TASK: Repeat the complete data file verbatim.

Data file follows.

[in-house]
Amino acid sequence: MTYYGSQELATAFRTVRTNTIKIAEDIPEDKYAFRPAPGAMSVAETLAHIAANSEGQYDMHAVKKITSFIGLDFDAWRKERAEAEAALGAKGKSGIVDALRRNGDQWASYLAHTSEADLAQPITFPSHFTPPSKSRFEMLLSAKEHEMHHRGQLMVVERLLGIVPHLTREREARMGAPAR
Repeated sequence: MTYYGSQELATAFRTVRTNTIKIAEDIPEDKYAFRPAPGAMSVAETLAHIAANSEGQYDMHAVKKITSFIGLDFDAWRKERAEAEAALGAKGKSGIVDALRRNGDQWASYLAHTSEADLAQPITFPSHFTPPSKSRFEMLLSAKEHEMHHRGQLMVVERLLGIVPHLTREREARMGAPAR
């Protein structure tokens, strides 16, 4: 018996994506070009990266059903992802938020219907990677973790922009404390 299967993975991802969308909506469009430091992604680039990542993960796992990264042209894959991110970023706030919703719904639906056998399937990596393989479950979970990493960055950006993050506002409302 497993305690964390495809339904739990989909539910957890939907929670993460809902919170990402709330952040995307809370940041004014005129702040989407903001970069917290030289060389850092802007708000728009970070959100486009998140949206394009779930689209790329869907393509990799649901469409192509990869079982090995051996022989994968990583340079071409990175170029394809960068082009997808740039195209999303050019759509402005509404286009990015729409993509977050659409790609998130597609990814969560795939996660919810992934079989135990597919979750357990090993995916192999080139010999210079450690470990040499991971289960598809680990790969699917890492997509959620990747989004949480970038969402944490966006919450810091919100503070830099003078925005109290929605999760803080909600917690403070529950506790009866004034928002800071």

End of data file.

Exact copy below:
[in-house]
Amino acid sequence: MTYYGSQELATAFRTVRTNTIKIAEDIPEDKYAFRPAPGAMSVAETLAHIAANSEGQYDMHAVKKITSFIGLDFDAWRKERAEAEAALGAKGKSGIVDALRRNGDQWASYLAHTSEADLAQPITFPSHFTPPSKSRFEMLLSAKEHEMHHRGQLMVVERLLGIVPHLTREREARMGAPAR
Repeated sequence: MTYYGSQELATAFRTVRTNTIKIAEDIPEDKYAFRPAPGAMSVAETLAHIAANSEGQYDMHAVKKITSFIGLDFDAWRKERAEAEAALGAKGKSGIVDALRRNGDQWASYLAHTSEADLAQPITFPSHFTPPSKSRFEMLLSAKEHEMHHRGQLMVVERLLGIVPHLTREREARMGAPAR
């Protein structure tokens, strides 16, 4: 018996994506070009990266059903992802938020219907990677973790922009404390 299967993975991802969308909506469009430091992604680039990542993960796992990264042209894959991110970023706030919703719904639906056998399937990596393989479950979970990493960055950006993050506002409302 497993305690964390495809339904739990989909539910957890939907929670993460809902919170990402709330952040995307809370940041004014005129702040989407903001970069917290030289060389850092802007708000728009970070959100486009998140949206394009779930689209790329869907393509990799649901469409192509990869079982090995051996022989994968990583340079071409990175170029394809960068082009997808740039195209999303050019759509402005509404286009990015729409993509977050659409790609998130597609990814969560795939996660919810992934079989135990597919979750357990090993995916192999080139010999210079450690470990040499991971289960598809680990790969699917890492997509959620990747989004949480970038969402944490966006919450810091919100503070830099003078925005109290929605999760803080909600917690403070529950506790009866004034928002800071």